I think we decided yesterday that a soufflé can take many forms, and in occasional interpretations, does not necessarily contain egg whites. So – what is the difference between a cold soufflé and a mousse?
Not so much, as it turns out. ‘Mousse’ has two meanings of interest to us on this blog (I leave the cosmetic applications of the word to others more interested and better qualified than myself.)
According to my indispensible cyber-companion, The Oxford English Dictionary, the word is derived from the French (no suprise there) and it referred initially to ‘the aggregation of tiny bubbles which forms on the surface of a glass of sparkling wine, champagne, etc. More generally: the bubbles of any such wine,’ and the first citation in English is given in 1863. The second usage refers to ‘a sweet or savoury dish having a light, airy, or frothy texture, freq. made from a purée or other base, stiffened with whipped cream, gelatin, or egg whites, etc., and usually served chilled’, and the first reference quoted is from a New York newspaper in 1885.
So, it seems then that the mousse came later from France than the soufflé, but is pretty similar to the chilled version of the latter.
The second citation given in the OED is from the English newspaper, the Daily News of October 22, 1899. I have that exact recipe for you today. We would use gelatine today instead of isinglass, and newspaper cookery columnists have made progress in the clarity of recipe-writing, but otherwise it sounds delicious.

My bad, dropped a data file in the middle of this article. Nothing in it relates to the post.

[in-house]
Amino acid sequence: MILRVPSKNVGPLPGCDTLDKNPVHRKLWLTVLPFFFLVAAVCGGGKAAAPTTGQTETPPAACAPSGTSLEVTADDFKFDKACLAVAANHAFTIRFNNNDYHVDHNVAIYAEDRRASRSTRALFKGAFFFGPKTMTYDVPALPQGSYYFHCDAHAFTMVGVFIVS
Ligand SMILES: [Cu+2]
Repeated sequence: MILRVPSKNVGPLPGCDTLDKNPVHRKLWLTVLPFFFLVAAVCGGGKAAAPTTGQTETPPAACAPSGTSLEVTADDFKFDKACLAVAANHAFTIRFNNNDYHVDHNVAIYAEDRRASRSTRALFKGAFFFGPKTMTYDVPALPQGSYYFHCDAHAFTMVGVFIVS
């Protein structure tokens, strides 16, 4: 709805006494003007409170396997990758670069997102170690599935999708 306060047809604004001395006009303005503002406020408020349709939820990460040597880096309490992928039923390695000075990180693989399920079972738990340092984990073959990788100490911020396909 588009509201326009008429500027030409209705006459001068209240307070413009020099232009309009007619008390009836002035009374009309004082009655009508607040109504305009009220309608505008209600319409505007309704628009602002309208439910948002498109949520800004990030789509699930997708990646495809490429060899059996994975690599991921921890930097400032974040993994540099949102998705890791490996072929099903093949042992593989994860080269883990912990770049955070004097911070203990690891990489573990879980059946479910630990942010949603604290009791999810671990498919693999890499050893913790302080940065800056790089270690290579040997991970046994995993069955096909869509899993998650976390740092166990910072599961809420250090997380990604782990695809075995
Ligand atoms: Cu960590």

“While strawberries are still with us, the following Mousse should be tried: Crush a pound of ripe berries through a sieve to obtain all the juice and the finer part of the pulp; mix with this half a pound of fine sugar, the juice of a fresh lemon, and a quarter of an ounce of isinglass. Put into a saucepan and stir over the fire until both the sugar and isinglass are dissolved, then put into a basin and set aside. When cold stir in the whites of two eggs and the contents of a sixpenny pot of thick cream, both beaten together unto a stiff froth; mix these in with the syrup with a light lifting motion, so as not to quite lose the distinction of red and white, then pour all into a wetted mould and set on ice for two or three hours.
A peach or apricot Mousse would be made very similarly, using the pulp of a dozen peaches or apricots, only with these it would be better to allow the syrup to cool in the mould, and on ice, and when it has thickened, to fold in the cream, without stirring either the one or the other. These Mousses should turn out quite solid, but will never be hard on account of the cream.”
Quotation for the Day.
There are only two questions to ask about food. Is it good? And is it authentic? We are open [to] new ideas, but not if it means destroying our history. And food is history
Giuliano Bugialli, NY Times 9 May 84